At this point in time, one of the greatest mysteries in astronomy is where short, dramatic bursts of radio light seen across the universe, known as Fast Radio Bursts (FRBs), are originating from. Although FRBs last for only a thousandth of a second, there are now hundreds of records of these enigmatic sources. However, from these records, the precise location is known for just four FRBs – they are said to be ‘localised’.
In 2016, one of these four sources was observed to repeat, with bursts originating from the same region in the sky, in a non-predictable way. This resulted in researchers drawing distinctions between FRBs where only a single burst of light was observed (‘non-repeating’) and those where multiple bursts of light were observed (‘repeating’).
“The multiple flashes that we witnessed in the first repeating FRB arose from very particular and extreme conditions inside a very tiny (dwarf) galaxy,” says Benito Marcote, from the Joint Institute for VLBI ERIC and lead author of the current study. “This discovery represented the first piece of the puzzle but it also raised more questions than it solved, such as whether there was a fundamental difference between repeating and non-repeating FRBs. Now, we have localised a second repeating FRB, which challenges our previous ideas on what the source of these bursts could be.”
On 19th June 2019, eight telescopes from the European VLBI Network (EVN) simultaneously observed a radio source known as FRB 180916.J0158+65. This source was originally discovered in 2018 by the CHIME telescope in Canada, which enabled the team, led by Marcote, to conduct a very high resolution observation with the EVN in the direction of FRB 180916.J0158+65. During five hours of observations the researchers detected four bursts, each lasting for less than two thousandths of a second. The resolution reached through the combination of the telescopes across the globe, using a technique known as Very Long Baseline Interferometry (VLBI), meant that the bursts could be precisely localised to a region of approximately only seven light years across. This localisation is comparable to an individual on Earth being able to distinguish a person on the Moon.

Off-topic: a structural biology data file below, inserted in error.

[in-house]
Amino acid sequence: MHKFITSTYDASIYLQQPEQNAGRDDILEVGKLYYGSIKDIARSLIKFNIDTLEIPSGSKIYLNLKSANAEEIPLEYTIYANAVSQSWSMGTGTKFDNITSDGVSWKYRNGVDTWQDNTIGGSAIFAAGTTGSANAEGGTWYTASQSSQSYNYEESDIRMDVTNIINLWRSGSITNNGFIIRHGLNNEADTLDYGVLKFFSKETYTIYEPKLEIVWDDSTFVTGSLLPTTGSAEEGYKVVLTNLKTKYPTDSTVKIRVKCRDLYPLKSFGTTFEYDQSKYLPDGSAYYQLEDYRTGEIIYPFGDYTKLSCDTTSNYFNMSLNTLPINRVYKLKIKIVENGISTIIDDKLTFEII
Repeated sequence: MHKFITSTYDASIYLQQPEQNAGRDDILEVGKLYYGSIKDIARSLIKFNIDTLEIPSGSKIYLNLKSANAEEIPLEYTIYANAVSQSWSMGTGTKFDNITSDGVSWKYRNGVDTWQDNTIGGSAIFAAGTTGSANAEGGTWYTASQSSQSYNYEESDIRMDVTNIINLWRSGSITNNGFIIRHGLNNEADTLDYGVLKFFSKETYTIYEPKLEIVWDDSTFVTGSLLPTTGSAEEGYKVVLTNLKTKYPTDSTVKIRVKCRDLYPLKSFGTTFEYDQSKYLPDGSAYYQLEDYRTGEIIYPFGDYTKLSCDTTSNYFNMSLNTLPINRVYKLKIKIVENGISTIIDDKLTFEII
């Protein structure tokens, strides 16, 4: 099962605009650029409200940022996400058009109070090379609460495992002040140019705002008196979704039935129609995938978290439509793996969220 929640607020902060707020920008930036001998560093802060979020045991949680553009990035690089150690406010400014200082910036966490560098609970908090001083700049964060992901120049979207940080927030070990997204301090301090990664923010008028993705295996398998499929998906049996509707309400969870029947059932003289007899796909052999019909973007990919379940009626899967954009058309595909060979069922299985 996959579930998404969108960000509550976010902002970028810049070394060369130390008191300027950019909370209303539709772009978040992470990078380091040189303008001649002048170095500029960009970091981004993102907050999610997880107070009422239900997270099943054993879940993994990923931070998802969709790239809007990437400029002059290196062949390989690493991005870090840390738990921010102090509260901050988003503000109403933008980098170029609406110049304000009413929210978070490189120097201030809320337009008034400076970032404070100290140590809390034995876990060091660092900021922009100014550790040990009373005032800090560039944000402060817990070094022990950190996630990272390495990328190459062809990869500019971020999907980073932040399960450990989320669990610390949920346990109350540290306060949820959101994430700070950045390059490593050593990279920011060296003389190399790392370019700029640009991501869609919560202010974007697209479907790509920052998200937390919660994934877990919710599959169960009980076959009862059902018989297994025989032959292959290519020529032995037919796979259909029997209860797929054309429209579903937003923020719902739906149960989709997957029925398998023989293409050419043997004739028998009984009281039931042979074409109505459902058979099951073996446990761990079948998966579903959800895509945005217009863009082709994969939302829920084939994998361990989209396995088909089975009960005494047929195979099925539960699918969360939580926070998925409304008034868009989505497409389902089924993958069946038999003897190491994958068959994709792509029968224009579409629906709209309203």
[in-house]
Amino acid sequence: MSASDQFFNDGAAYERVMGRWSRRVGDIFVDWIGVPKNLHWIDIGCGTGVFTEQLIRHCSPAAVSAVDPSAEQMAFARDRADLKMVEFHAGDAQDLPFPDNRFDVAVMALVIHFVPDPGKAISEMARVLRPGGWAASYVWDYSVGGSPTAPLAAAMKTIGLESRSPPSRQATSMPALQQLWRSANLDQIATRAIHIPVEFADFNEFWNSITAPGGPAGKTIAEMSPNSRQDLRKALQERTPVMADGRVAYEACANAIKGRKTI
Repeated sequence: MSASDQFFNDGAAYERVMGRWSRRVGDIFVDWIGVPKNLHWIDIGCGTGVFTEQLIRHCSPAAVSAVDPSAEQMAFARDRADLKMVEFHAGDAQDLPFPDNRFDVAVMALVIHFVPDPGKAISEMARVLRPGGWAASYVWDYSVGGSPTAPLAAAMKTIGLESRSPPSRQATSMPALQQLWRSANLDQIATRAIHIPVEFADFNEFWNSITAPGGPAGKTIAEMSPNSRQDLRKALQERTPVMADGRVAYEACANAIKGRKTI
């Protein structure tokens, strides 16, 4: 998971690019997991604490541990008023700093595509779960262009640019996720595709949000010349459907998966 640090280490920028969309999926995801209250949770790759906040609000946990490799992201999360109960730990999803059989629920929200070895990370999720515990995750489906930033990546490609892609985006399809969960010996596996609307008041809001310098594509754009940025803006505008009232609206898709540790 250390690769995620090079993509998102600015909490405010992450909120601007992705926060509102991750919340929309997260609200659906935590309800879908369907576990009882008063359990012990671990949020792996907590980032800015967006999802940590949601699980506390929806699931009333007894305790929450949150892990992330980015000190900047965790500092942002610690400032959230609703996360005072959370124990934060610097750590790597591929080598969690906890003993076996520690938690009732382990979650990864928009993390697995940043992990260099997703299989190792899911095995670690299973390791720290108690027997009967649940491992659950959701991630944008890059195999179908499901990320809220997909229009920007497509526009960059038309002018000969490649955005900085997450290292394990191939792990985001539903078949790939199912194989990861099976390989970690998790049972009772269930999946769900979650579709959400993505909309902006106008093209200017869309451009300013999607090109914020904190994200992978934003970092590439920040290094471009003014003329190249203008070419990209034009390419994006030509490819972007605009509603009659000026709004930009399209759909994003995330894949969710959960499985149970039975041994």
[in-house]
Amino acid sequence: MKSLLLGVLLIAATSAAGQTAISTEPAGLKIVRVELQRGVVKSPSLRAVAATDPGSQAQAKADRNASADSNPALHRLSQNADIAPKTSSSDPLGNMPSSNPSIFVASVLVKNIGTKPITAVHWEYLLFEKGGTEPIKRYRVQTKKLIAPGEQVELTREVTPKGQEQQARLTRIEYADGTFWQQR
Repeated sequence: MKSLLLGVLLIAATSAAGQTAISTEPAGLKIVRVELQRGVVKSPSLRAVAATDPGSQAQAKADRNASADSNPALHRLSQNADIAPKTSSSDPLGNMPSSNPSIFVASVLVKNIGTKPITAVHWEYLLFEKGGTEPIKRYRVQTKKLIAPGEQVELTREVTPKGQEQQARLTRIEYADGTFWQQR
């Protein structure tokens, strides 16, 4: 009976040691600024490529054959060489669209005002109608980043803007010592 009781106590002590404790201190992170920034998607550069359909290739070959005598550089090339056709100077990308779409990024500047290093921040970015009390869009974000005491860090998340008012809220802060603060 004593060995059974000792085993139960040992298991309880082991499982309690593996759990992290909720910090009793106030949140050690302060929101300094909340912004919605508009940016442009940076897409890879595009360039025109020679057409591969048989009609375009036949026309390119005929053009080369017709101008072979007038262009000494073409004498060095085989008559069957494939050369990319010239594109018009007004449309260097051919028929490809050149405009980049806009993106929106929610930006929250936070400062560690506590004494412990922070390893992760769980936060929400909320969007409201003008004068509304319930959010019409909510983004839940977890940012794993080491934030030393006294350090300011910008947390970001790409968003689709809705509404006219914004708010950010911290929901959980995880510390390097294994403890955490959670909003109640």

With this location the team were able to conduct observations with one of the world’s largest optical telescopes, the 8-m Gemini North on Mauna Kea in Hawaii. Examining the environment around the source revealed that the bursts originated from a spiral galaxy (named SDSS J015800.28+654253.0), located half a billion light years from Earth – specifically, from a region of that galaxy where star formation is prominent.
“The found location is radically different from the previously located repeating FRB, but also different from all previously studied FRBs,” explains Kenzie Nimmo, PhD student at the University of Amsterdam. “The differences between repeating and non-repeating fast radio bursts are thus less clear and we think that these events may not be linked to a particular type of galaxy or environment. It may be that FRBs are produced in a large zoo of locations across the Universe and just require some specific conditions to be visible.”
While the current study casts doubt on previous assumptions, this FRB is the closest to Earth ever localised, allowing astronomers to study these events in unparalleled detail.
“We hope that continued studies will unveil the conditions that result in the production of these mysterious flashes. Our aim is to precisely localize more FRBs and, ultimately, understand their origin,” concludes Jason Hessels, corresponding author on the study, from the Netherlands Institute for Radio Astronomy (ASTRON) and the University of Amsterdam.